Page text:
Olfactory predator recognition in the Brown Mouse Lemur

Presented by ANU College of Arts & Social Sciences

This study took place across 4 years in Ranomafana National Park, Madagascar and tested how a primitive small nocturnal primate, the brown mouse lemur (Microcebus rufus), perceived snake, avian and mammalian predator odors. Fifteen predator and control stimuli were presented to more than 60 subjects in two different experiments: 1) Over 100 trials were conducted in a controlled laboratory setting and over 800 live traps were used in a more natural forest experiment. In the laboratory Mouse lemurs feared predator odors significantly more often than non-predator stimuli but they did not differentiate between familiar and unfamiliar predators. However, in forest trials neither predator nor control odors affected the likelihood of capture. While the laboratory trials showed that mouse lemurs are capable to differentiate between predator and non-predator scents this was not evident in the forest trials - possibly because there was more sensory information. Odors are unreliable cues as they are longlasting and thus may not contribute much to assessing the level of danger. In the absence of additional risk cues, such as visual ones, mouse lemurs probably quickly habituate to the odor and eventually enter traps. Furthermore, behavioral and perceptual differences among and within mouse lemur subjects suggest that learning and experience play an important role.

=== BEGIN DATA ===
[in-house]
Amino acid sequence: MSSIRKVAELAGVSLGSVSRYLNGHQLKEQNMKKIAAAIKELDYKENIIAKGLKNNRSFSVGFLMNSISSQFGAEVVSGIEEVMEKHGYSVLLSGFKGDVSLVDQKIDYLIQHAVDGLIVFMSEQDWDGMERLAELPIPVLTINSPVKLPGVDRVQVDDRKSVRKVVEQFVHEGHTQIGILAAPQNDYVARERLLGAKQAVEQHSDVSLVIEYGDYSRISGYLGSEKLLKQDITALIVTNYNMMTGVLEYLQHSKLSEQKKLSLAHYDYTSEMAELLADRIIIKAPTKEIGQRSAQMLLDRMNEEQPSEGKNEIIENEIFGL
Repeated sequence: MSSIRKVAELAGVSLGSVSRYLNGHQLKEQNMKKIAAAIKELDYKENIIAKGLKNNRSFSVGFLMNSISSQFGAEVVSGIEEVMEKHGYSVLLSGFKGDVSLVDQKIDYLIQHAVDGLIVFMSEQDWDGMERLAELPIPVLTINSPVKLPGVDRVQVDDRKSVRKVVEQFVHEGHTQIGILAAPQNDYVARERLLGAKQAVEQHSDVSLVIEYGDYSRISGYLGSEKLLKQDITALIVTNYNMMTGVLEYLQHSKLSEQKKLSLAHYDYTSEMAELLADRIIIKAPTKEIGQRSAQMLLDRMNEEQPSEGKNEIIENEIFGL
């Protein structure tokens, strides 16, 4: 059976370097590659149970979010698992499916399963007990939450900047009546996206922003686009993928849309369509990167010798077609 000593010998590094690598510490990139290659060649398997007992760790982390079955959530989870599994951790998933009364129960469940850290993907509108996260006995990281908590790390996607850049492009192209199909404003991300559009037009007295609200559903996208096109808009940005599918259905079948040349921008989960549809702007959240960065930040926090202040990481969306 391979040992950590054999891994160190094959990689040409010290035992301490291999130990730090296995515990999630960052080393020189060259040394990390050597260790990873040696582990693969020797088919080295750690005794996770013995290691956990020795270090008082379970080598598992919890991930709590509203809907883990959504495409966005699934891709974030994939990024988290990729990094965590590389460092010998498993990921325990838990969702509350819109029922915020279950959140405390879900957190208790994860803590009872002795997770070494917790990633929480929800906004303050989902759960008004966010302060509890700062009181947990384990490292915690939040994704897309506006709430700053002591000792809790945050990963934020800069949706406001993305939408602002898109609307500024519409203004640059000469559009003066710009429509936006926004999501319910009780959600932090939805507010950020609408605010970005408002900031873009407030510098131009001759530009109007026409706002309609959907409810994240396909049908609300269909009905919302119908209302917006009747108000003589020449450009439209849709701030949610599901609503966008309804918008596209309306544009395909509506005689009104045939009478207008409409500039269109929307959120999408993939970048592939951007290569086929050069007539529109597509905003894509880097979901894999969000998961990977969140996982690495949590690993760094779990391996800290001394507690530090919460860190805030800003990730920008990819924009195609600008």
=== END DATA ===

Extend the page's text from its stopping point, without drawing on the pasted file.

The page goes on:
Dr Anja Deppe is a primatologist and animal behaviorist with a focus on cognitive and sensory ecology. Anja received her PhD (2011) in Anthropological Sciences with a focus on primate behavior and ecology from Stony Brook University, NY, USA. There she also taught an undergraduate course on human perception, emotions, and ESP, and lectured at the Stony Brook University School of Medicine about the placebo and nocebo effect. From 2012-2014 she was the Director of the Turkana Basin Institute Field School and where she managed a 3 month-long human-origins field school program in Kenya. Prior to coming to ANU, she was a lecturer in zoology and biological anthropology at the University of Birmingham in England. Over the past 13 years she has further been contributing to the Stony Brook University/Institute for the Conservation of Tropical Environments primate field school program based at the Centre ValBio research station in Ranomafana National Park as a lecturer, program coordinator, and student research supervisor.